Wed, Sep 21, 2016 - Page 8 News List

Political prowess required for change

By Ku Chung-hwa 顧忠華

Two typhoons struck the nation during the four-day Mid-Autumn Festival holiday and the government focused all its attention on addressing the situation. President Tsai Ing-wen (蔡英文) and Premier Lin Chuan (林全) immediately visited the disaster area to inspect the damage, doing all they could to show that they were one with the public and were dealing with the situation. Perhaps that was helpful to improving their flagging approval ratings.

However, approval ratings are determined not only by the ability to govern, but also to a great extent by how individual leaders comport themselves. In particular, Tsai’s administration has been criticized as being too indecisive and restrained by administrative restrictions, and this has caused voters to doubt whether the government is able to deliver on its promises of reform during the election campaign.

What special characteristics and capabilities should a government leader display to be able to follow through on reform? Some still remember the big signs reading: “Politics is a calling” when Tsai’s overseas academic support groups arranged election rallies during the presidential campaign. This is a goal that Tsai and Lin should strive to live up to.

What does “political calling” mean? The phrase was coined by German sociologist Max Weber and it implies a professional dedication that is radically different from simply working hard to be able to feed oneself: It means seeing one’s political work as a vocation, as having been called upon to carry out a mission. That is, politicians must do their utmost to live up to what it means to be a politician.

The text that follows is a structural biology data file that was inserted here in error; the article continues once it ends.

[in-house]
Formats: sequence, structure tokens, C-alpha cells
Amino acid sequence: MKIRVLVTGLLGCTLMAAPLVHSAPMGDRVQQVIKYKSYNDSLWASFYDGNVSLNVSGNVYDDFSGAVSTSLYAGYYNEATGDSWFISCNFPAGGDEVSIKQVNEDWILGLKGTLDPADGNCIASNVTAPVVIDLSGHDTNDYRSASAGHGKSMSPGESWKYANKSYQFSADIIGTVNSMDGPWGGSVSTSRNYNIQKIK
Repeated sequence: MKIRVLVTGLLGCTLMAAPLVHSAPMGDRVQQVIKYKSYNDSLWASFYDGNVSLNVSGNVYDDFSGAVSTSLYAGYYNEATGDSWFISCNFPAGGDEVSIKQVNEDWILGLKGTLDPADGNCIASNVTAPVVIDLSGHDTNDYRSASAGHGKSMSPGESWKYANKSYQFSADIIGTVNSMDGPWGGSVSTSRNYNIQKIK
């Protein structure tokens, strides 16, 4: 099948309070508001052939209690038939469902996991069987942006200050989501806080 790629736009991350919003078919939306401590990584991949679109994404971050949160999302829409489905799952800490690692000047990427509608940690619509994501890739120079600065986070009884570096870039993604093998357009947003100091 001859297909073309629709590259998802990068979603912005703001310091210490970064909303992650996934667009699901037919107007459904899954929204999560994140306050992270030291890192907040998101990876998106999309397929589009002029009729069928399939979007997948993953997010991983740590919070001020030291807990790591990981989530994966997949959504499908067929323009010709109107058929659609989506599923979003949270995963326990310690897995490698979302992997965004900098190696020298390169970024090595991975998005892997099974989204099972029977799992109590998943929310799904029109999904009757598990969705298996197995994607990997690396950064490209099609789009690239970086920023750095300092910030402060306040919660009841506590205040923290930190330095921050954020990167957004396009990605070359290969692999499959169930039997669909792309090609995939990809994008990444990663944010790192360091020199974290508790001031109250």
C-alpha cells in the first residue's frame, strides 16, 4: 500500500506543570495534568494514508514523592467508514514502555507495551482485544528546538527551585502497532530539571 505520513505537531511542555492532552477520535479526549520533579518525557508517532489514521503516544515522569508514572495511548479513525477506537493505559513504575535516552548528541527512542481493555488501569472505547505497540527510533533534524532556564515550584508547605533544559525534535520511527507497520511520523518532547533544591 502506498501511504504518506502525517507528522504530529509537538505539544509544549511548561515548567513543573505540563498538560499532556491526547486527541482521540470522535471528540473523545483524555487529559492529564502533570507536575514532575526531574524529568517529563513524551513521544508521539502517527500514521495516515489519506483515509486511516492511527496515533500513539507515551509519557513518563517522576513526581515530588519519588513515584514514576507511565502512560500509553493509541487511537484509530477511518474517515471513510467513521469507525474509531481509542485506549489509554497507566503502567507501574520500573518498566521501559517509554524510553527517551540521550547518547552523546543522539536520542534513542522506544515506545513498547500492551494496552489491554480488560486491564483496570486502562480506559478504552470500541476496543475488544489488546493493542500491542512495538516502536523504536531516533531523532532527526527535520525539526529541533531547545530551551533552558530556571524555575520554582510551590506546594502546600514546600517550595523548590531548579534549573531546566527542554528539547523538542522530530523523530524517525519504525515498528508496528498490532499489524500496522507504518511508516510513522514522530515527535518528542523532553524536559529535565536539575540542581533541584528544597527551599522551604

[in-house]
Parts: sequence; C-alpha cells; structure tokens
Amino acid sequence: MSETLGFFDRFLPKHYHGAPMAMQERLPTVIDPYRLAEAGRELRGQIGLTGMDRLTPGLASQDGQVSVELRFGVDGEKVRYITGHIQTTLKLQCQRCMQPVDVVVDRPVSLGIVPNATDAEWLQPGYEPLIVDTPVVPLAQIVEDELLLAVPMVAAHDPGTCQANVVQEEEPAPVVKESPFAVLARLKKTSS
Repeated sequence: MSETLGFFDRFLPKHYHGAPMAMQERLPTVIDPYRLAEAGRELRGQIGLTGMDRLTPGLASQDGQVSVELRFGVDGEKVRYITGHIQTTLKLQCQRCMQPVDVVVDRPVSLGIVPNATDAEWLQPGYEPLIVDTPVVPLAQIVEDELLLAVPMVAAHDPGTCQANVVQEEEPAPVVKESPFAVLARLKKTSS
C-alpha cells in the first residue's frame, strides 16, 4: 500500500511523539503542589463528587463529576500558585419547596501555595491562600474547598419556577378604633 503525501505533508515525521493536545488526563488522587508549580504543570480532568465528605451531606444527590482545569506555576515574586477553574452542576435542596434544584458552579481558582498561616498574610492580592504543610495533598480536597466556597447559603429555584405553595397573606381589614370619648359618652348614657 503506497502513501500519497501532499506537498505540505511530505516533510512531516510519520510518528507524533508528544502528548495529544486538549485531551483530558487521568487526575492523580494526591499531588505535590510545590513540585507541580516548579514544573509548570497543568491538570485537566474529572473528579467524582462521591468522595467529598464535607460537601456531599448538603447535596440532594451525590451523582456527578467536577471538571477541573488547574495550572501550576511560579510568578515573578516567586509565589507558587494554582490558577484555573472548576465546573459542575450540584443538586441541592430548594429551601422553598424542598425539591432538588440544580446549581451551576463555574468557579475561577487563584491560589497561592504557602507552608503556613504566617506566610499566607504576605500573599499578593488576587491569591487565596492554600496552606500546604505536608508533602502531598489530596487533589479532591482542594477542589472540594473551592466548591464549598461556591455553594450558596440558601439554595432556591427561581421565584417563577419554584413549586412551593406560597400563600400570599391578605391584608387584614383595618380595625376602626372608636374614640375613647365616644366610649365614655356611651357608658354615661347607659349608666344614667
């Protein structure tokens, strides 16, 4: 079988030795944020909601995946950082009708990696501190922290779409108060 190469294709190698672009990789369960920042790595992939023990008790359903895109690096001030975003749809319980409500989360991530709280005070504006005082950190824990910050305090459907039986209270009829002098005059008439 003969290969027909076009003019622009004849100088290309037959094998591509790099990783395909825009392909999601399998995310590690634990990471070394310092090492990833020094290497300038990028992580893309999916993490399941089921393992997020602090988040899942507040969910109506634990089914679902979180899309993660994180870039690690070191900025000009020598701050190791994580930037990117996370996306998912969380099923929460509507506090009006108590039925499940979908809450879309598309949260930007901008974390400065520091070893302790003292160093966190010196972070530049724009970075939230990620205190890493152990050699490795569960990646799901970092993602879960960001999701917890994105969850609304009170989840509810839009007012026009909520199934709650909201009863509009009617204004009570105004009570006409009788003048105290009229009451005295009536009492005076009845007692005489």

Weber stressed that for leaders to treat politics as a calling, they must maintain three human qualities: passion, responsibility and judgement, which are the qualities that determine a leader’s thoughts and actions that are required for charismatic leadership to satisfy people’s expectations.

Indeed, passion will spread to the public and responsibility will result in credibility, while judgement is the ability to solve complex crises and a crucial part of political sensitivity.

Although Tsai and Lin have focused on professionalism and expertise, they are not adept at political performances. Taiwanese harbor high political hopes following the latest transition of power and if they do not see a new style of leadership, it will not only be impossible to mobilize the strong public support that is needed to initiate reform, it will also cause supporters to start worrying that the government’s major policies will come to naught, one after another.

As Tsai and Lin respond to public concerns, they should perhaps adjust their approach and find a milder, gentler way to communicate. Doing so could make the public feel that the governing team is intent on pushing through reform and that it is capable of doing so, which, together with the attitude that politics is a calling, a vocation, could help rebuild public trust in the government.

The success or failure of the Tsai administration’s great reform project will depend on the president and the premier’s ability to display charm and determination on the political stage.

Ku Chung-hwa is an executive director of Citizen’s Congress Watch.

Translated by Perry Svensson

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